Yesterday’s Globe featured an article by Beth Teitell on the growing practice of measuring the influence of Twitter as a means of ranking fellow humans. Social Darwinism rears its ugly head once more, in perhaps the silliest manner imaginable. The lead said:
After Valentina Monte accepts a date, the Boston University junior quickly goes online to see how many Twitter followers her suitor has. She checks her own follower count three times a day. When she meets someone who admits to following more people than follow him, she judges. “That means you’re a loser.’’
Klout score? Learn it or, as Monte would say, be judged. Klout.com is one of a number of new status-measuring tools aimed at making social networking more like high school than it already is.
The Lion supposes that for now Ms. Monte does not lack for dates, but The Lion is the sort who would laugh in her face at the sheer absurdity of her life. In fact, if The Lion were drinking coffee at the time she mentioned Twittering and Klout and dating, she would find herself bathed in an explosion of coffee.
Can life get any shallower?
Apparently it can.
“A credit score for your reputation,’’ is how Dave Wieneke, director of digital marketing at Sokolove Law, in Boston, describes the Klout score.
Garth Holsinger, vice president of global sales and business development at the San Francisco-based Klout, sees the desperation on a daily basis. “People call and say, ‘I work in social media, and I’m going to lose my job if my score doesn’t rise.’ We get celebrity managers asking how they can get their clients’ scores higher. We get people who are literally crying because their Klout score went down.’’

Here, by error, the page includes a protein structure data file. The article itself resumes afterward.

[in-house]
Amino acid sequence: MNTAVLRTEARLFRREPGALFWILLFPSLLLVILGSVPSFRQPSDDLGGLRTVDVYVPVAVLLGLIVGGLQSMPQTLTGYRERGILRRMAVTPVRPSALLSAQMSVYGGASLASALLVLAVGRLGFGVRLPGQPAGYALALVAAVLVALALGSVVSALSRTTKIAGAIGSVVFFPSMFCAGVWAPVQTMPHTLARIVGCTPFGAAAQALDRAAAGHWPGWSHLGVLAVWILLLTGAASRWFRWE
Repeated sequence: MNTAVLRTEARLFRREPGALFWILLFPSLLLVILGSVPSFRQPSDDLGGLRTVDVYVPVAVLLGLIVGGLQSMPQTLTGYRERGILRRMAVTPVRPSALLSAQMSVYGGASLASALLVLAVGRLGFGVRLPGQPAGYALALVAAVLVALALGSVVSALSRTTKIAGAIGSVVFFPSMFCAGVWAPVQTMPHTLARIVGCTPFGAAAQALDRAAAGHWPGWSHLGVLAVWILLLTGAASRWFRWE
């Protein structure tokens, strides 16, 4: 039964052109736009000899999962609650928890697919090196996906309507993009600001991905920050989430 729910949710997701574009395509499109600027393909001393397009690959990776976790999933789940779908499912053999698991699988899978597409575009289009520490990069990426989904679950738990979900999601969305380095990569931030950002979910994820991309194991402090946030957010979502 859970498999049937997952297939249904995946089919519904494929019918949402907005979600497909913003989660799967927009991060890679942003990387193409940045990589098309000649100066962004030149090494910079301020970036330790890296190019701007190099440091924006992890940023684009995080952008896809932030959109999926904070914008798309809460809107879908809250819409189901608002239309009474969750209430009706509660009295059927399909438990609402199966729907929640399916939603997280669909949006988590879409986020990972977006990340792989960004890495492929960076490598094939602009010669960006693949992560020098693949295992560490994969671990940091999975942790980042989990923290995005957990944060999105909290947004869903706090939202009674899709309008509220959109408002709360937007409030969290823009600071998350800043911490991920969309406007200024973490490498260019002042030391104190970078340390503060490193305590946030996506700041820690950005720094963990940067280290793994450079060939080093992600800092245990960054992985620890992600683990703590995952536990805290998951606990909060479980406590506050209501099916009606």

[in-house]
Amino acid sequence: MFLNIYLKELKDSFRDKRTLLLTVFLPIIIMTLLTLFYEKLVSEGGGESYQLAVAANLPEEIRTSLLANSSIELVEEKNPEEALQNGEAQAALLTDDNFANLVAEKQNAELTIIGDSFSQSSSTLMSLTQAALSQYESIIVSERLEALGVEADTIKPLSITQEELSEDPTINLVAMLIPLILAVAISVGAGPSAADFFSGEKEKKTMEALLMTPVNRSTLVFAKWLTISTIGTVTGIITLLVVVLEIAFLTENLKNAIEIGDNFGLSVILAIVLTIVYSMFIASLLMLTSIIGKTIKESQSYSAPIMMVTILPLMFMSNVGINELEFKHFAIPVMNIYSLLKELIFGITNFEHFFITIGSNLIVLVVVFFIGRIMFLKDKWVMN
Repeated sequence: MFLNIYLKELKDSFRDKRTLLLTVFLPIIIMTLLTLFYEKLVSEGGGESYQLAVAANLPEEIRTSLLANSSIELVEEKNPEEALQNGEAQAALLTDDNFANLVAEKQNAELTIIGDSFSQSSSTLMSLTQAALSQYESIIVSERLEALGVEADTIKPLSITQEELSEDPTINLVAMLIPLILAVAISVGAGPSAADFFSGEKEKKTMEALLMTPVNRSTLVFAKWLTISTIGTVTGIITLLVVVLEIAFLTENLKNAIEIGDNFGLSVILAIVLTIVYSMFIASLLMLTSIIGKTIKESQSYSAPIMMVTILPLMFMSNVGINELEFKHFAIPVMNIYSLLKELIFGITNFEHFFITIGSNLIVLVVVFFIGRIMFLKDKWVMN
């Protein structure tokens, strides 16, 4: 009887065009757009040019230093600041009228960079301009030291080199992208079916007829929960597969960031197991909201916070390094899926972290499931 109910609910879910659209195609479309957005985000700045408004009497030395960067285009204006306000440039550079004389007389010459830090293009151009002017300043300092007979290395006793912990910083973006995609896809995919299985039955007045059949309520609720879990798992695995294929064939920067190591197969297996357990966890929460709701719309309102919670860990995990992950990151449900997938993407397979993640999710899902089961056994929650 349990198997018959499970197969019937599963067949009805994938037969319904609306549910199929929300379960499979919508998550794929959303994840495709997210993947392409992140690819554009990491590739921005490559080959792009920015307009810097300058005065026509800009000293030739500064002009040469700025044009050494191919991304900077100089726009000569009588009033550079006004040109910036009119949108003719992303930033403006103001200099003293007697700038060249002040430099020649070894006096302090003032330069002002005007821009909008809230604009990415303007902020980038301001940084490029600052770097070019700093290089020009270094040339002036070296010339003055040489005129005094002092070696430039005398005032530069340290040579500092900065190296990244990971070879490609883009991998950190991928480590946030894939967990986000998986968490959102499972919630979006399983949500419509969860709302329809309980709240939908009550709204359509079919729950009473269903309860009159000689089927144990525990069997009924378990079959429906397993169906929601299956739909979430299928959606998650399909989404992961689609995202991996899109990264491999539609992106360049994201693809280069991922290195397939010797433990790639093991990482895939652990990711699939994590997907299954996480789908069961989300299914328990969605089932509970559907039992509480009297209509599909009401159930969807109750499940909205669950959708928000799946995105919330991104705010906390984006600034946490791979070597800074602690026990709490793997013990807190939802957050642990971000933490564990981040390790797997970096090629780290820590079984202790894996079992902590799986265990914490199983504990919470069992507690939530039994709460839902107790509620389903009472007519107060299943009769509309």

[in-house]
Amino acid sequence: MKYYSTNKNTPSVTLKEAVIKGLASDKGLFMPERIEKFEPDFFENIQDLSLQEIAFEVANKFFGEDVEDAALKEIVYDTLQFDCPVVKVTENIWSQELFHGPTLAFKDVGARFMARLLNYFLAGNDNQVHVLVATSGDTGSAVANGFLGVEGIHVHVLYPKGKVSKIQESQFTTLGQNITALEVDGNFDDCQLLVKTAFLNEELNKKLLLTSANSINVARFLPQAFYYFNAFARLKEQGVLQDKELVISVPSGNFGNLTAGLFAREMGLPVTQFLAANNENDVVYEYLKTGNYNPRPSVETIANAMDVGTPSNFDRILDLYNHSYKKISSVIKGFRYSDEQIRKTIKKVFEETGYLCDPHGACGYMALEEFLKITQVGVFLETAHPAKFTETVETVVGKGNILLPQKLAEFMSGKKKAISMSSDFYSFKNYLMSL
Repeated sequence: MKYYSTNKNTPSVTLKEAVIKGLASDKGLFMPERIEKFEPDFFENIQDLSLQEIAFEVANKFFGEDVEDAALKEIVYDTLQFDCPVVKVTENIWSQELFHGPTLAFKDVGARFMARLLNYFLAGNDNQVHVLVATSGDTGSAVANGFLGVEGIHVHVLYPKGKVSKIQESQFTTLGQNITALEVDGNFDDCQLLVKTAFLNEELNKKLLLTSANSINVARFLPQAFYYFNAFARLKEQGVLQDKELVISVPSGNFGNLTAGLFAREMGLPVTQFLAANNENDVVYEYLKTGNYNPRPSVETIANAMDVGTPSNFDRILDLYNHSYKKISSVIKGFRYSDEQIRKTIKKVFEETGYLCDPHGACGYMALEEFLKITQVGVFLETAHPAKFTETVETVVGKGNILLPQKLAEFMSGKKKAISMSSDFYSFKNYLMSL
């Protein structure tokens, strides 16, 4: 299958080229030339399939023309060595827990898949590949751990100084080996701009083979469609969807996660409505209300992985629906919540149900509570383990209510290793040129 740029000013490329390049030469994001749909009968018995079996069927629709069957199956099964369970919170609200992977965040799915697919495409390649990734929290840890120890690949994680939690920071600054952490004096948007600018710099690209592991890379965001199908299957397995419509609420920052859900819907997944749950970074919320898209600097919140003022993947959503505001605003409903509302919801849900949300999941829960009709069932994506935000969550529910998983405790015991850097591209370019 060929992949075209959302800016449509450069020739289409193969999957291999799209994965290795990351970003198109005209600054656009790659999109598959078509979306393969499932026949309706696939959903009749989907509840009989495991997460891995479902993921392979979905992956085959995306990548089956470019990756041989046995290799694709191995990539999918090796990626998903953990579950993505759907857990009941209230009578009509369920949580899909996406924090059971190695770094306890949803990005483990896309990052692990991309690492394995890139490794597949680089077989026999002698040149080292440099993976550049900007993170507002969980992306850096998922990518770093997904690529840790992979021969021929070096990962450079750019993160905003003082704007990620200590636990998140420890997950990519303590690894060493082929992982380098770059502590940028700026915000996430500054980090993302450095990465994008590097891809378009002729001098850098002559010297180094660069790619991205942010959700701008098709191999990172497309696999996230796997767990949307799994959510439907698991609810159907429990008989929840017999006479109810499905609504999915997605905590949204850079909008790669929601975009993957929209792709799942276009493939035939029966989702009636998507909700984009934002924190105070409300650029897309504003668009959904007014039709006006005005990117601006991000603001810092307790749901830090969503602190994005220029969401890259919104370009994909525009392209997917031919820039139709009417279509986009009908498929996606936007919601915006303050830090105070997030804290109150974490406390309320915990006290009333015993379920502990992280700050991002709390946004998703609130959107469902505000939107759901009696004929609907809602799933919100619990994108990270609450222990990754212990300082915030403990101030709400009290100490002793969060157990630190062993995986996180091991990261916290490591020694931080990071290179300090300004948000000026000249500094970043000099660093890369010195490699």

And corporations, which, despite their greed and amorality, we count on to maintain some measure of sanity, are going along with this silliness.
Indeed, the Klout score has already jumped from the online world into the real one. As Advertising Age wrote in September: “Need a Reservation? That Could Depend on How Big You are on Twitter (Really).’’
Would you want to do business with a company that judges you on this most ridiculous standard?
There is some snob value, of course, but The Lion suspects that hanging out with this Shankman fellow mentioned below would shortly make a sane being long for a lengthy session of watching a Chia pet grow.
Of course, no one enjoys being kept behind the virtual velvet rope. When the corporate sponsors of a holiday party hosted by social media entrepreneur Peter Shankman invited many guests based on Klout scores, the snubbed were not happy. Shankman expected “whiners,’’ he wrote on his blog, and he did get complaints. “They’re stomping their little feet.’’ If they want to be seen as more influential, he said later, “they need to post more interesting, more engaging things.’’
Welcome to the modern age of man, where your value as a person is measured by the number of people you don’t know who for a few seconds engage your name in an ephemeral electronic space apparently populated by people with the attention span and intellect of an insane two-year-old suffering major attention deficit disorder.
These are the people who will have to deal with global warming, major economic dislocations, war, global hunger, predatory politicians, and all the rest of it.
The Lion senses some difficulty ahead…